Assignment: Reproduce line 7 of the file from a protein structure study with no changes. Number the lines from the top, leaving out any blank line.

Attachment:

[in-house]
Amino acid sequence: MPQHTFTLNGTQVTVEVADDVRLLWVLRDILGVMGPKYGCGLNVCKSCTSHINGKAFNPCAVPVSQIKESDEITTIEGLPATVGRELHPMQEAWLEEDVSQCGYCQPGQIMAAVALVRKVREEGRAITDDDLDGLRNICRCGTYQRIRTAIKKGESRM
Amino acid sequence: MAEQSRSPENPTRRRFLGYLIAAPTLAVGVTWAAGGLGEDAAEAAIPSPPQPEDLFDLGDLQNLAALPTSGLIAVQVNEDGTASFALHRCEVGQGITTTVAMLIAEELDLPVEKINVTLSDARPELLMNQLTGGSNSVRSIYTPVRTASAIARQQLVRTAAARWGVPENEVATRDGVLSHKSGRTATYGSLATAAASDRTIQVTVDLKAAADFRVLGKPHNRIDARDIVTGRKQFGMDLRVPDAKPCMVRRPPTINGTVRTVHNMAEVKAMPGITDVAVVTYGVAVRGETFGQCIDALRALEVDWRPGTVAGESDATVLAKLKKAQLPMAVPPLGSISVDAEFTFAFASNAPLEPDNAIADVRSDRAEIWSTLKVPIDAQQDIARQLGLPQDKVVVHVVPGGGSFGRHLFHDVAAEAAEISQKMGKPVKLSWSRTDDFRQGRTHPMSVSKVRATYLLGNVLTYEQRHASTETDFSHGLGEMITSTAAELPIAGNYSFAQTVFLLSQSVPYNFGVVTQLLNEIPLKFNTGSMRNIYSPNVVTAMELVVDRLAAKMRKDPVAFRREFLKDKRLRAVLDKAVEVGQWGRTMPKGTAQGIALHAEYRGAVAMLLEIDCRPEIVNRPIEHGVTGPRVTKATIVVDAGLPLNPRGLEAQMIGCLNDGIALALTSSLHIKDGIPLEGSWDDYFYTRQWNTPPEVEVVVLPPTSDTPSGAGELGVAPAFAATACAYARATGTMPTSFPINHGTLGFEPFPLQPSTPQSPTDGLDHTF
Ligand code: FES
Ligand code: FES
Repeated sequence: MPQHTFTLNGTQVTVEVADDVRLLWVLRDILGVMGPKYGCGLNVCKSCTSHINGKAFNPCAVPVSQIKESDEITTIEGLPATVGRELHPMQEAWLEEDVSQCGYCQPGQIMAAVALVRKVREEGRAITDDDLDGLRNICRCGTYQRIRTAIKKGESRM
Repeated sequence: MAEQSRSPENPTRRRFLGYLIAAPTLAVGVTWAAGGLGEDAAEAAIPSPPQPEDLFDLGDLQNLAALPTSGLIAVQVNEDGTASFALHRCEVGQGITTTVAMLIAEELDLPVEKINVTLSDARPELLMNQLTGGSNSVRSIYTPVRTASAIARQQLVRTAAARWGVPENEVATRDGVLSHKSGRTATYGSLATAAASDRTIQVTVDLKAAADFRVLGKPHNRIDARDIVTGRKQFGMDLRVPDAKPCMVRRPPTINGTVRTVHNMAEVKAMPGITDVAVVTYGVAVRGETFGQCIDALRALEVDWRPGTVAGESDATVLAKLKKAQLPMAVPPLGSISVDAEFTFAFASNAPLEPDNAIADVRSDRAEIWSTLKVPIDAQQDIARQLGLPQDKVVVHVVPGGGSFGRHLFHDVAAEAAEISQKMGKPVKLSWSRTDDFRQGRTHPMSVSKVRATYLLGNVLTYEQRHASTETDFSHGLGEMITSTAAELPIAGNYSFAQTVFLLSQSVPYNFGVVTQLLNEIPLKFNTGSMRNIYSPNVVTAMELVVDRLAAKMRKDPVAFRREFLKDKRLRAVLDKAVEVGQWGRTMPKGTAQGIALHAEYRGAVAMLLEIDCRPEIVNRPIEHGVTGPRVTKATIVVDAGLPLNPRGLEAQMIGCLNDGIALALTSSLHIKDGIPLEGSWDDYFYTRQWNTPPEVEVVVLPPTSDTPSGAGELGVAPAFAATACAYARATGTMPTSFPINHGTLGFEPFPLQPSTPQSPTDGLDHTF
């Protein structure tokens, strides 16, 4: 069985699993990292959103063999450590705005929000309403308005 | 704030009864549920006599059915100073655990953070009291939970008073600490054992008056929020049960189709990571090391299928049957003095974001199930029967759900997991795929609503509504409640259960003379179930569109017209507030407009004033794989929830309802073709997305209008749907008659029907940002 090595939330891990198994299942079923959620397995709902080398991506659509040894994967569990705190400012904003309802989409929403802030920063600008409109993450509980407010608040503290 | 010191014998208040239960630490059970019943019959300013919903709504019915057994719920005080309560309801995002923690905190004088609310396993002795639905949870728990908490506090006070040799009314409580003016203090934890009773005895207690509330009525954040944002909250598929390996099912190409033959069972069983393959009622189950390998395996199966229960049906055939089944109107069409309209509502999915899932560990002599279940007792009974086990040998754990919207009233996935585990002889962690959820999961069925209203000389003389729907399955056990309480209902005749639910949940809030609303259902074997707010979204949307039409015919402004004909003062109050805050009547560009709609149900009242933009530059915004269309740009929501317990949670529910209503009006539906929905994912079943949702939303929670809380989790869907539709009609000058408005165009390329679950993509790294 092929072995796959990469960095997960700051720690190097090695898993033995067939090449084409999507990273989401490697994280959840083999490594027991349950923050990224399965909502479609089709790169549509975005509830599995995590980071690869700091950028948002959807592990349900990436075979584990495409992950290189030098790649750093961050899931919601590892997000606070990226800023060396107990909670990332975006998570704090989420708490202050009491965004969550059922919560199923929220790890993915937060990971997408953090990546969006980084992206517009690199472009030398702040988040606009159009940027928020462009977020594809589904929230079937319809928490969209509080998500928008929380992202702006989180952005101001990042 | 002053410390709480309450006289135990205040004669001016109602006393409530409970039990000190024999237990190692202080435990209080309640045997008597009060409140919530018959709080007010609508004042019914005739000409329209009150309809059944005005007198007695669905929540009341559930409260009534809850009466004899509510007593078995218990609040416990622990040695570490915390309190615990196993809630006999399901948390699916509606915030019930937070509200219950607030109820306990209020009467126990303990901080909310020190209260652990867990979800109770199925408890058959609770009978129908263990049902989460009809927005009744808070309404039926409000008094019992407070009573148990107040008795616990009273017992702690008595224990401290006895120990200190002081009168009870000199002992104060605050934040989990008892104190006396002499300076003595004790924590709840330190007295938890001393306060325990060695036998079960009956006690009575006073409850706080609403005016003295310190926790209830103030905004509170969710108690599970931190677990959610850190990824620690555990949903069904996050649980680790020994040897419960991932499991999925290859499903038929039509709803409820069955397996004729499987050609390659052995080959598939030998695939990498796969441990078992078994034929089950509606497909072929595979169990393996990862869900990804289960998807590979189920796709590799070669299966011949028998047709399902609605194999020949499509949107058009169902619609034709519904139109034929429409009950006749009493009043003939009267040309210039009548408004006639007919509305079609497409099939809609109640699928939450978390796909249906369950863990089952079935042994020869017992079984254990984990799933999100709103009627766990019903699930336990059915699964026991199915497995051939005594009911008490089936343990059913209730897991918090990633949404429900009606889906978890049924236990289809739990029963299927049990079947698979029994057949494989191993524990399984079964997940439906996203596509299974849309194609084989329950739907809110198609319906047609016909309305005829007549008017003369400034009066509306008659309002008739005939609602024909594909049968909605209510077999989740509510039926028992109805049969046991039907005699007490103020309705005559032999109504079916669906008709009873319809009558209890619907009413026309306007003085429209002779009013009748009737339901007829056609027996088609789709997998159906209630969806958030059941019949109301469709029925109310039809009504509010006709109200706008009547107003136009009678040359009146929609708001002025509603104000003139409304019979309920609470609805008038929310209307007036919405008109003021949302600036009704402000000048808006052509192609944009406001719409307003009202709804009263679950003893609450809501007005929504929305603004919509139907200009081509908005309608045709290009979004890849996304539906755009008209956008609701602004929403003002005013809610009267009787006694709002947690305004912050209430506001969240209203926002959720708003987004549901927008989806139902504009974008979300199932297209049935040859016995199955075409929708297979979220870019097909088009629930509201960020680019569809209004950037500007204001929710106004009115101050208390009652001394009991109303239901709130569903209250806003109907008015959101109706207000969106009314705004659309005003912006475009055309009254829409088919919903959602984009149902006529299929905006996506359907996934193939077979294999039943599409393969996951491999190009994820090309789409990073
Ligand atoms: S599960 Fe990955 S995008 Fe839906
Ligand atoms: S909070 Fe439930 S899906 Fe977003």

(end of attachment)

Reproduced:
Repeated sequence: MAEQSRSPENPTRRRFLGYLIAAPTLAVGVTWAAGGLGEDAAEAAIPSPPQPEDLFDLGDLQNLAALPTSGLIAVQVNEDGTASFALHRCEVGQGITTTVAMLIAEELDLPVEKINVTLSDARPELLMNQLTGGSNSVRSIYTPVRTASAIARQQLVRTAAARWGVPENEVATRDGVLSHKSGRTATYGSLATAAASDRTIQVTVDLKAAADFRVLGKPHNRIDARDIVTGRKQFGMDLRVPDAKPCMVRRPPTINGTVRTVHNMAEVKAMPGITDVAVVTYGVAVRGETFGQCIDALRALEVDWRPGTVAGESDATVLAKLKKAQLPMAVPPLGSISVDAEFTFAFASNAPLEPDNAIADVRSDRAEIWSTLKVPIDAQQDIARQLGLPQDKVVVHVVPGGGSFGRHLFHDVAAEAAEISQKMGKPVKLSWSRTDDFRQGRTHPMSVSKVRATYLLGNVLTYEQRHASTETDFSHGLGEMITSTAAELPIAGNYSFAQTVFLLSQSVPYNFGVVTQLLNEIPLKFNTGSMRNIYSPNVVTAMELVVDRLAAKMRKDPVAFRREFLKDKRLRAVLDKAVEVGQWGRTMPKGTAQGIALHAEYRGAVAMLLEIDCRPEIVNRPIEHGVTGPRVTKATIVVDAGLPLNPRGLEAQMIGCLNDGIALALTSSLHIKDGIPLEGSWDDYFYTRQWNTPPEVEVVVLPPTSDTPSGAGELGVAPAFAATACAYARATGTMPTSFPINHGTLGFEPFPLQPSTPQSPTDGLDHTF